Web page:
(redirected from automatist)
Also found in: Dictionary, Thesaurus, Medical, Legal.
Related to automatist: automatistic behavior


Spontaneous activity of tissues or cells.
An act performed with no apparent exercise of will, as in sleepwalking and certain hysterical and epileptic states.
McGraw-Hill Dictionary of Scientific & Technical Terms, 6E, Copyright © 2003 by The McGraw-Hill Companies, Inc.


(religion, spiritualism, and occult)

Automatism covers acts that are automatic in so far as they are not consciously produced. This would cover such things as automatic writing, drawing, painting, playing musical instruments, singing, and dancing. Frederick W. H. Myers divided automatism into two main types: motor automatism (active) and sensory automatism (passive). Motor automatism is movement of the tongue, head, or limbs, without guidance by the conscious mind. Sensory automatism is the external presentation of information received clairvoyantly or clairaudiantly. Rosemary Ellen Guiley points out that since ancient time automatisms have been attributed to spirits and to the gods.

The spirit paintings such as those done by the Bangs sisters are examples of automatism in which paintings were produced directly onto the canvases. The music of deceased masters played by Rosemary Brown is another example. Many such occurrences have been viewed by skeptics as examples of extrasensory perception or of secondary personalities coming through and producing information that has been long suppressed and forgotten. However, there are numerous cases of automatic writing which refute this explanation, producing material totally foreign to the automatist. A good example of this is the material that was produced by Pearl Curran, first by Ouija® board and then by automatic writing. Mrs. Curran, a St. Louis housewife, had sparse education and yet produced writings—over a period of more than seven years—which displayed detailed knowledge of life in the mid-1600s, both in England and in the American colonies. This was dictated by the spirit of a seventeenth century English woman named Patience Worth. It has been viewed as one of the finest examples ever of spirit contact.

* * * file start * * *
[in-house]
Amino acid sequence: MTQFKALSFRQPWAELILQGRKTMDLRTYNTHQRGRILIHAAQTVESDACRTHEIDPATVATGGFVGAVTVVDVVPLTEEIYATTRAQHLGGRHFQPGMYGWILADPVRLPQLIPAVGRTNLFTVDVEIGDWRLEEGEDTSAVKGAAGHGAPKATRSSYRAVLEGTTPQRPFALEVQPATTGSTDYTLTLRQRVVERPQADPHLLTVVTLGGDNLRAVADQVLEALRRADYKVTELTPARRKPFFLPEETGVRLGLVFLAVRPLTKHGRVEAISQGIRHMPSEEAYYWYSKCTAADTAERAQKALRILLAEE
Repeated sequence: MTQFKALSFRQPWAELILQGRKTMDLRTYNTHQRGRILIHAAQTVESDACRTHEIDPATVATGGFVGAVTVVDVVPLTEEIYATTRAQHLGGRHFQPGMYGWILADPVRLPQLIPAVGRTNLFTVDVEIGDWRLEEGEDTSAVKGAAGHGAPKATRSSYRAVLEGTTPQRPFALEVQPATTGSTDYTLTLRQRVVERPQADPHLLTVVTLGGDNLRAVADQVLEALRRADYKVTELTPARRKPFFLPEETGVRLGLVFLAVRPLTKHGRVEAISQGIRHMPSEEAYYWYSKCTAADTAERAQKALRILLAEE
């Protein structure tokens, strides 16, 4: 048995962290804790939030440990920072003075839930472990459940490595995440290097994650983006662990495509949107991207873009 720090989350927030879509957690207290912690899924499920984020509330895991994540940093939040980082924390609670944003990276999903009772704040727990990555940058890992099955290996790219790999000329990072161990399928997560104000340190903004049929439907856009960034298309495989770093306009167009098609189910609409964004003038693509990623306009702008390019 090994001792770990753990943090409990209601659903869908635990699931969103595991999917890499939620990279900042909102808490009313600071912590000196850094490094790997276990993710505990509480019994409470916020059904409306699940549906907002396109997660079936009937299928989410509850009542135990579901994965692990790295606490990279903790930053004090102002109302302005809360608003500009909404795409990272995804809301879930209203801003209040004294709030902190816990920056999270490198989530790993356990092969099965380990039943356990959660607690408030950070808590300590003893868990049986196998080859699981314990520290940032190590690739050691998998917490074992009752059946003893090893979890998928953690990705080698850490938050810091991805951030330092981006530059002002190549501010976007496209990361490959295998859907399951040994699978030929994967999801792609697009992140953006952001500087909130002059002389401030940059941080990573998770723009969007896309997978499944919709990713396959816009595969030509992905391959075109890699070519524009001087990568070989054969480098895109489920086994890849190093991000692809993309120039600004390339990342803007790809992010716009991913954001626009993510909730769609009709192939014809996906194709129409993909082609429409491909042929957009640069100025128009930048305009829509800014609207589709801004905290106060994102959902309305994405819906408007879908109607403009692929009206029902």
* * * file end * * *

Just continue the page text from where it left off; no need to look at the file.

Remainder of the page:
Buckland, Raymond: Buckland’s Book of Spirit Communications. St. Paul: Llewellyn, 2004
Guiley, Rosemary Ellen: The Encyclopedia of Ghosts and Spirits. New York: Facts On File, 1992
The Spirit Book © 2006 Visible Ink Press®. All rights reserved.
The following article is from The Great Soviet Encyclopedia (1979). It might be outdated or ideologically biased.



(1) In physiology, the capacity of an organ or of certain cells for rhythmic, periodic, or aperiodic activity without apparent connection with external, inciting causes. Some examples of automatism are heart contractions, looping of the intestines even when removed from the body, the fluttering of the cilia of certain epithelial cells, and the movement of protoplasm in plant cells. The cause of automatism is either the cyclic character of metabolic processes in the cells or, on a higher level of organization, the activity of systems of stimulated cells—for example, nerve cells located in the cardiac muscle or in the respiratory center of the brain. Another form of automatism, resulting from the strengthening of conditioned reflex connections, is stereotypical activity performed passively and mechanically—for example, the movement of the extremities in walking, the so-called associated movements of various groups of muscles (in the neck, trunk, or extremities), and other motor automatisms.